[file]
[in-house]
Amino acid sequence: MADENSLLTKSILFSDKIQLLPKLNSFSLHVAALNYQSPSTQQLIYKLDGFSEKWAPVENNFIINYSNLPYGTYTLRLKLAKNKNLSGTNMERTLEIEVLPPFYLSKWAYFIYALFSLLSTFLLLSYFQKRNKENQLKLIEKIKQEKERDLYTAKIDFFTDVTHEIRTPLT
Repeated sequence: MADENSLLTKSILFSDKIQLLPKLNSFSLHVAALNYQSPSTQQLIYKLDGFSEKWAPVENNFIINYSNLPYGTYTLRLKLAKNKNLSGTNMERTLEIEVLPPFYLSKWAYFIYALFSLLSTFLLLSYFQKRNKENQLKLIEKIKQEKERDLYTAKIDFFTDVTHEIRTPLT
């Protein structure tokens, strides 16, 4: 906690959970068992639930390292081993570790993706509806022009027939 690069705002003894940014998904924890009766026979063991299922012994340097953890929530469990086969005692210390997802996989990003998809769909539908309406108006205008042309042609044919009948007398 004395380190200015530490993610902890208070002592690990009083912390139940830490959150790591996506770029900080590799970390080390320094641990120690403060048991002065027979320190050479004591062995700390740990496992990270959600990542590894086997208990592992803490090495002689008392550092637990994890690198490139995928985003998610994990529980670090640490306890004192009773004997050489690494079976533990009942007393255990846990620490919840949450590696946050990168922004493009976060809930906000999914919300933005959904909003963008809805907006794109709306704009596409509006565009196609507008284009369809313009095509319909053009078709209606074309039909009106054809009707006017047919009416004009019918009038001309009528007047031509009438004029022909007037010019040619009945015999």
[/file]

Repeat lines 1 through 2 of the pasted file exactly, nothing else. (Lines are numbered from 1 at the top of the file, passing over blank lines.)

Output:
[in-house]
Amino acid sequence: MADENSLLTKSILFSDKIQLLPKLNSFSLHVAALNYQSPSTQQLIYKLDGFSEKWAPVENNFIINYSNLPYGTYTLRLKLAKNKNLSGTNMERTLEIEVLPPFYLSKWAYFIYALFSLLSTFLLLSYFQKRNKENQLKLIEKIKQEKERDLYTAKIDFFTDVTHEIRTPLT